June 24, 2013
For 91 Days we lived in Idaho. Famous for its potatoes and little else, this state is easily one of the USA’s most under-appreciated. Amazingly varied, from the fields of the south to the mountain ranges of the north, with some of the country’s most bizarre and remote nature. Lava fields? The continent’s largest sand dune?! If you’re planning a trip there, you’ll find a ton of great information and ideas in our blog. Start reading at the beginning of our adventures, visit our comprehensive index to find something specific, or read one of the articles selected at random, below:
Idaho is without a doubt one of the most under-appreciated of all America’s states. For three months, we explored the state from top to bottom, east to west, and found one memorable sight after the other. Unbelievable nature, adventure, funny people, bizarre museums, a surprisingly fascinating history and culture, and unknown gems far off the beaten path.
Tucked away in the otherwise uninspiring town of Pocatello is one of the most bizarre museums we’ve ever visited. The Museum of Clean is the ambitious venture of Don Aslett: America’s undisputed Cleaning King.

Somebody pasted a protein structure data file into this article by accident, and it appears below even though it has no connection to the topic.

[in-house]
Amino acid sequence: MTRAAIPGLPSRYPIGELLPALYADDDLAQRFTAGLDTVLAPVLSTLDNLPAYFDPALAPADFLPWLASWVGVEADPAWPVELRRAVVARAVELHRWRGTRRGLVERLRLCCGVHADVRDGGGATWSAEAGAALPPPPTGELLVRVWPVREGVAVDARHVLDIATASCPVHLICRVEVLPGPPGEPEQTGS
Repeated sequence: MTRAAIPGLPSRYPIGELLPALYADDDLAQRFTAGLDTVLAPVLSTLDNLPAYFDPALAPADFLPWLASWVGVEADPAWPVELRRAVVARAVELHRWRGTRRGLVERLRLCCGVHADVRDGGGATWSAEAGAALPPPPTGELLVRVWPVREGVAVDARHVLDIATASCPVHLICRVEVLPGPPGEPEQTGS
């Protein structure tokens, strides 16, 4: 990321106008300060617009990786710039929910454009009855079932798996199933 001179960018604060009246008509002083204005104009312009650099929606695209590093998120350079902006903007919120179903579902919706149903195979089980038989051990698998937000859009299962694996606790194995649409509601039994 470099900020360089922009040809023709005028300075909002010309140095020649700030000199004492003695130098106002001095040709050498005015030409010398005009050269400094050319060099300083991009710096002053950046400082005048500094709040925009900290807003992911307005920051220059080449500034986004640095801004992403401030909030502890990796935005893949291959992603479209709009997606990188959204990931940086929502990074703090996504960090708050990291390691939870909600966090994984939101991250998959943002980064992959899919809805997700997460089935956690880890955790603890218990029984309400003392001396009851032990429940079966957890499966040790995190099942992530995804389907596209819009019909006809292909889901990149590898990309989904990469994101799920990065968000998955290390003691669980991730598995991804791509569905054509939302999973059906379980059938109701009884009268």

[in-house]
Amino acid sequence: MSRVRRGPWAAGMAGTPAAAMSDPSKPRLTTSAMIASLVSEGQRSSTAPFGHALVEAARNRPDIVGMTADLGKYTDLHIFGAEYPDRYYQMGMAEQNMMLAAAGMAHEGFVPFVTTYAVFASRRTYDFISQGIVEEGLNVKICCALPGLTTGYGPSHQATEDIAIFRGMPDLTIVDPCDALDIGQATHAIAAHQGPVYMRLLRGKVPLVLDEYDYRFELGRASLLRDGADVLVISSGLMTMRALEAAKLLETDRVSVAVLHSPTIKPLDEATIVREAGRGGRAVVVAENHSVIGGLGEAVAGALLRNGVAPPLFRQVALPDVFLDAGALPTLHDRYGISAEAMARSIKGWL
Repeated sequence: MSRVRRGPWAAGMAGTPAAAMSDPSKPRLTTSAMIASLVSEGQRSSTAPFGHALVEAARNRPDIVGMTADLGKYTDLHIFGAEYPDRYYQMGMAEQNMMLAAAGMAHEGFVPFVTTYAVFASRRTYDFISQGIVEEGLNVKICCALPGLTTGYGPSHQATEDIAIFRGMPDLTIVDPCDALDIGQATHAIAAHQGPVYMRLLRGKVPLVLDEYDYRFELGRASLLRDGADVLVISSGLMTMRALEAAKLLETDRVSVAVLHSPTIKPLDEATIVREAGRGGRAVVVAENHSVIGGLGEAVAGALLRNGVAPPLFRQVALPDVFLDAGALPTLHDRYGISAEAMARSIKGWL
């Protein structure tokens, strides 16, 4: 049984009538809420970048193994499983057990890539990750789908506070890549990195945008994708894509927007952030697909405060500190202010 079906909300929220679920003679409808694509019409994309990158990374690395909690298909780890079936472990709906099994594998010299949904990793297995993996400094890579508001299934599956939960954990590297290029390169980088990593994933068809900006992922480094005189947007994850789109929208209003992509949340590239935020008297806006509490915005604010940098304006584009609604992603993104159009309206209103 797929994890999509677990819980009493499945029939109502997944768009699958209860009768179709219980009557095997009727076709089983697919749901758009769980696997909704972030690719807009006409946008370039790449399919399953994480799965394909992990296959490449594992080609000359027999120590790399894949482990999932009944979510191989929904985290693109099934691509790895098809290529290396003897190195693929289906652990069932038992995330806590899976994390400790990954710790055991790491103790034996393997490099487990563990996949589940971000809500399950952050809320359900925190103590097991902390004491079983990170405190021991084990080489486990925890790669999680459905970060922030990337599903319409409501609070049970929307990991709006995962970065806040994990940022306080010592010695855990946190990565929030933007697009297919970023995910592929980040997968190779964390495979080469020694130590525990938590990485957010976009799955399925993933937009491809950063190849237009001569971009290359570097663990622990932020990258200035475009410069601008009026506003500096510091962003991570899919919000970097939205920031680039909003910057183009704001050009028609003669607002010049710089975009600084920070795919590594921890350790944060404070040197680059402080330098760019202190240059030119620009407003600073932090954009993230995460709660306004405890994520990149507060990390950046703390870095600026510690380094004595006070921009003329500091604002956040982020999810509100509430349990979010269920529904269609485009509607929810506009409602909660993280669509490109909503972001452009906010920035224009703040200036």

For the last few miles on the way to the Boulder Lake Trailhead, we were following two buses. School buses. School buses full of peppy children excited for their long-awaited day out. “I can’t believe this”, I hissed at Jürgen. And, of course, they were going on the exact same hike as us. We parked, put on our boots, and then waded into the mess of screaming, happy kids. Off on our big day of pristine nature and peaceful solitude.
Driving along the Salmon River Scenic Byway, we entered the Land of the Yankee Fork: a state park which stretches out to the south of Challis, dedicated to the mining history of the area. There are three ghost towns in the park, and we decided to make a stop at Bayhorse.
Wild animals who have been injured or orphaned could never be called “lucky”, but those in the McCall area at the time of their accident might at least consider themselves fortunate. For the past 23 years, the Snowdon Wildlife Sanctuary has been dedicated to the care and rehabilitation of Idaho’s wild animals, large and small.
Big Ed Pulaski was probably as famous as it’s possible for a firefighter to be. He invented the Pulaski: the hatchet/pick-axe tool which has become the fireman’s most important weapon. And as a young man, Big Ed’s accomplishments were even more notable; unless you’re unimpressed by something like saving 40 men during the biggest wildfire in North American history.
After our moose encounter, we didn’t have to wait long for Mother Nature to rear her head once more. Minutes before we entered the Snowdown Wildlife Sanctuary outside of McCall, a bald eagle swooped down from a tree and soared over the stream in front of us.